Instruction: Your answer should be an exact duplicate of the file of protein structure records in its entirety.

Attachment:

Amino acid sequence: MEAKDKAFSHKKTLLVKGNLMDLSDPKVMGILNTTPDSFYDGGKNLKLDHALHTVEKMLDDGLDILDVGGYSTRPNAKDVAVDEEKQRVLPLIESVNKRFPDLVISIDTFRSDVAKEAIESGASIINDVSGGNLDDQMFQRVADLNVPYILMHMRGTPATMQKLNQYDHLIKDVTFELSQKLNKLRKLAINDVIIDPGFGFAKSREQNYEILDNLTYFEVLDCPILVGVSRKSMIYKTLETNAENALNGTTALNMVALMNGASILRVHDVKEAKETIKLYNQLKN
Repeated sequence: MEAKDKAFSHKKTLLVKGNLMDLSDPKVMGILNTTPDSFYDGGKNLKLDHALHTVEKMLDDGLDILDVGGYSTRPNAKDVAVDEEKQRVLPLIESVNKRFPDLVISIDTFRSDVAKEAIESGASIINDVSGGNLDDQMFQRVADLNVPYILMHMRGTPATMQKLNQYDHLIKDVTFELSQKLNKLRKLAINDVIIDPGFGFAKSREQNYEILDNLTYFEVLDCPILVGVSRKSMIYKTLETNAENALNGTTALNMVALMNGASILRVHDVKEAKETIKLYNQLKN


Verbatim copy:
Amino acid sequence: MEAKDKAFSHKKTLLVKGNLMDLSDPKVMGILNTTPDSFYDGGKNLKLDHALHTVEKMLDDGLDILDVGGYSTRPNAKDVAVDEEKQRVLPLIESVNKRFPDLVISIDTFRSDVAKEAIESGASIINDVSGGNLDDQMFQRVADLNVPYILMHMRGTPATMQKLNQYDHLIKDVTFELSQKLNKLRKLAINDVIIDPGFGFAKSREQNYEILDNLTYFEVLDCPILVGVSRKSMIYKTLETNAENALNGTTALNMVALMNGASILRVHDVKEAKETIKLYNQLKN
Repeated sequence: MEAKDKAFSHKKTLLVKGNLMDLSDPKVMGILNTTPDSFYDGGKNLKLDHALHTVEKMLDDGLDILDVGGYSTRPNAKDVAVDEEKQRVLPLIESVNKRFPDLVISIDTFRSDVAKEAIESGASIINDVSGGNLDDQMFQRVADLNVPYILMHMRGTPATMQKLNQYDHLIKDVTFELSQKLNKLRKLAINDVIIDPGFGFAKSREQNYEILDNLTYFEVLDCPILVGVSRKSMIYKTLETNAENALNGTTALNMVALMNGASILRVHDVKEAKETIKLYNQLKN